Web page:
• Brian T. Wightman has written a delayed-mail notifier.
  • Mark Delany has a rmail for people receiving ! addresses via UUCP. It parses ! addresses, applies a number of simple pattern matching rules to convert them to FQDN addresses and injects them into qmail.
  • Russell Nelson has a pair of programs to help keep spam out of your mailbox.
  • Jos Backus has a program to be run from a .qmail file, toolarge, which checks for mail messages that are too large.
  • Russell Nelson has a program to eliminate duplicate messages. It has two modes of operation -- strict and loose. Strict only eliminates perfect duplicates, whose only difference is in the Received: lines. Loose eliminates duplicates that have identical From: Date:, Message-Id: and body parts.

   User-Contributed Maildir Support  

Maildir-specific software contributed by users and supports of the qmail ideal. Maildir is a lock-free mailbox standard which is reliable over NFS.

   Living with Qmail - Tips & Advice  

Some good advice for new qmail users, contributed by qmail users.

  • Did you restart qmail? I find that to be a help for a lot of qmail problems. :-) [John Mitchell]
  • You should also check the permissions very carefully on all of the necessary directories and files. [John Mitchell]
  • You must also put the virtual domain into control/rcpthosts or the mailer will bounce the message with a notice saying that the host wasn't in rcpthosts. [John Mitchell]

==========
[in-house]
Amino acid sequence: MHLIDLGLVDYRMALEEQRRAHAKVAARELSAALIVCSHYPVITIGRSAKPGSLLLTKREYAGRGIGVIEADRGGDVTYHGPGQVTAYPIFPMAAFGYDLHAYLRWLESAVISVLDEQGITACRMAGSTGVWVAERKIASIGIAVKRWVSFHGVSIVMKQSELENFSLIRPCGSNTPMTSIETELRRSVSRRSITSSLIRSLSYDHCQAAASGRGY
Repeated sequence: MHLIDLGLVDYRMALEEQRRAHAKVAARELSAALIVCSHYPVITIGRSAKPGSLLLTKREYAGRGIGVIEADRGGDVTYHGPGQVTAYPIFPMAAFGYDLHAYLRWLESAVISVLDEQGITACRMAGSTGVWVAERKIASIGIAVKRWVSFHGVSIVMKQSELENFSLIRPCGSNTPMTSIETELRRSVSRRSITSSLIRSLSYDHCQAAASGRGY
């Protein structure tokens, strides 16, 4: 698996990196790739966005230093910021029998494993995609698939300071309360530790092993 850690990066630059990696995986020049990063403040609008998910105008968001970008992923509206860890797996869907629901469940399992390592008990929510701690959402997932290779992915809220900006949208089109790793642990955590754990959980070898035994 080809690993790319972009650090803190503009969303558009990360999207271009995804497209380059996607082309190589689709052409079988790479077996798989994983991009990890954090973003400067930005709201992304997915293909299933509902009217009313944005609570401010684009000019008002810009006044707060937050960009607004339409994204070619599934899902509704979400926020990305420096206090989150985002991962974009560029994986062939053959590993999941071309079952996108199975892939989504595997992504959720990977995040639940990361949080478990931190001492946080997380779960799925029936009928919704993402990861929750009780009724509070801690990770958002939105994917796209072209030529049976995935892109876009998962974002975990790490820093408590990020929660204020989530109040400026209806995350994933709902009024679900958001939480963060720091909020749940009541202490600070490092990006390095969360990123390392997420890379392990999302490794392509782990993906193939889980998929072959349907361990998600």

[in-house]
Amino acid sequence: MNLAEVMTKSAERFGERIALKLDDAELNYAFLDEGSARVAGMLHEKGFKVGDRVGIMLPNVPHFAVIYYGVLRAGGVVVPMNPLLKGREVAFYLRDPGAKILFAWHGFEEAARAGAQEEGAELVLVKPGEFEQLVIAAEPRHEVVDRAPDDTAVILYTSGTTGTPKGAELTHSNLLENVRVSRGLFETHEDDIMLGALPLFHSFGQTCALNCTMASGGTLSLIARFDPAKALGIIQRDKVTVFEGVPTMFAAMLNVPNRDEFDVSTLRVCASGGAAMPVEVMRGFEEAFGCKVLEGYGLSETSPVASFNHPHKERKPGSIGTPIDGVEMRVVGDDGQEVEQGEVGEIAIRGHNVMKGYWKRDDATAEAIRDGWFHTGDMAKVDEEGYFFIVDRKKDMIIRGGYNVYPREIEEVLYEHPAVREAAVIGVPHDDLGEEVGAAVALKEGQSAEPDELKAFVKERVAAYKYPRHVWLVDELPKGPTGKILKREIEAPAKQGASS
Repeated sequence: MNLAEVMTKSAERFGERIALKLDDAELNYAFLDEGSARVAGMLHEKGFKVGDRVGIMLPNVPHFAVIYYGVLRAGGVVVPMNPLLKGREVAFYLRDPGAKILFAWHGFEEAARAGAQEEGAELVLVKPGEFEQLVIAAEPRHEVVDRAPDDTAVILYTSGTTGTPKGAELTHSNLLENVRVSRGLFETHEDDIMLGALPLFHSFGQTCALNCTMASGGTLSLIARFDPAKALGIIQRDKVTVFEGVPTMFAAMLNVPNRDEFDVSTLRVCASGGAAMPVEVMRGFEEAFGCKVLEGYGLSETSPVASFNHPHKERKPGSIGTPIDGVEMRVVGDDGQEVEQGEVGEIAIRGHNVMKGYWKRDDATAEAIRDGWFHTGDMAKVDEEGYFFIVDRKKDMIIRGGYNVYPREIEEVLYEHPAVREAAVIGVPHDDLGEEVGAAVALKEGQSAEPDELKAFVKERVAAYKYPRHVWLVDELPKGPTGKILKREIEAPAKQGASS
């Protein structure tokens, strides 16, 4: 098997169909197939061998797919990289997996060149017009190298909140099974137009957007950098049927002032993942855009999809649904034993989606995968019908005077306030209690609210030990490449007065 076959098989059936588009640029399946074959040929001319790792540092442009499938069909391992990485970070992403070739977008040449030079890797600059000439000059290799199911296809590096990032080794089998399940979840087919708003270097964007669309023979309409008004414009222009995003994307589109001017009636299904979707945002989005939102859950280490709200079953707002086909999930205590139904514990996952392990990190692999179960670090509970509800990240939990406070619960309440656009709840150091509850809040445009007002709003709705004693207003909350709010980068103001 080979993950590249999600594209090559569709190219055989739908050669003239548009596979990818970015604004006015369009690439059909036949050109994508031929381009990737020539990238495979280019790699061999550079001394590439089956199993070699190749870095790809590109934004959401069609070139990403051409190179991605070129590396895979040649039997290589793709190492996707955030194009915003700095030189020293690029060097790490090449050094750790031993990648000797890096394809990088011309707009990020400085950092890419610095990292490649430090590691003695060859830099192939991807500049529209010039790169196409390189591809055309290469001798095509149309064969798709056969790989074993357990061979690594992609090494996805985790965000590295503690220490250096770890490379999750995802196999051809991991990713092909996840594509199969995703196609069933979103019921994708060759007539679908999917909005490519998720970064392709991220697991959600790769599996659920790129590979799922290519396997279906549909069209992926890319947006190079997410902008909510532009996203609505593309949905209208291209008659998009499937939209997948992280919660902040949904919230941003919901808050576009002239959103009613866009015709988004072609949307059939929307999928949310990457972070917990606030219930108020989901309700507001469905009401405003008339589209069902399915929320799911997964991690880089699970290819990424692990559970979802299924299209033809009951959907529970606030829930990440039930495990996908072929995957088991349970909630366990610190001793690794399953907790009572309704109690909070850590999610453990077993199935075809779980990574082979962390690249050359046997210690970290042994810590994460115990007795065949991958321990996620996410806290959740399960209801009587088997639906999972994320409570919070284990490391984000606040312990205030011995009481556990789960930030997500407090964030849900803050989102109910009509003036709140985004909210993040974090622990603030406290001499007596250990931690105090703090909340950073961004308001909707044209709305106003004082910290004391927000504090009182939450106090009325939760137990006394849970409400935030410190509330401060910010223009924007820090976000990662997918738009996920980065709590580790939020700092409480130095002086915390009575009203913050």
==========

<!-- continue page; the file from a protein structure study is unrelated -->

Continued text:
• Of course, you must also be the MX for the virtual hosts. I had a problem in my setup that was driving me nuts until I realized that my DNS provider had missed an MX update request. [John Mitchell]
  • Check all lines in beginning with M. Any that contain P=[IPC] or P=[TCP] should also have E=\r\n. [Tim Goodwin]
  • You might want to limit posting to mailing lists.
  • The right-hand-side of entries in control/virtualdomains should begin with a username. If you don't use a username, the mail will be handled by ~alias. But if you forget, and create a user by that name, then the mail will suddenly be handled by the user, which is probably not what you intended to happen. Best to use, in this case, alias as the username and avoid trouble. [Russ Nelson]
  • remember to add 'preline' before procmail or other filters when moving .forward to .qmail. [Ira Abramov]
  • Run qmail from an init.d script [Larry Doolittle]

   Alternative Checkpasswords Implementations  

qmail-popup and qmail-pop3d are glued together by a program called checkpassword. It's run by qmail-popup, reads the username and password handed to the POP3 daemon, looks them up in /etc/passwd, verifies them, switches to the username/home directory, and runs pop3d. At least that's what the standard one does. Some alternatives are listed below.

   Yet More Qmail Addons  

Still need something more from qmail? The chances are good that you can find it here, contributed by users and supports of the qmail ideal.

Send kudos/brickbats to Russell Nelson. Some design contributed by Steve Cole.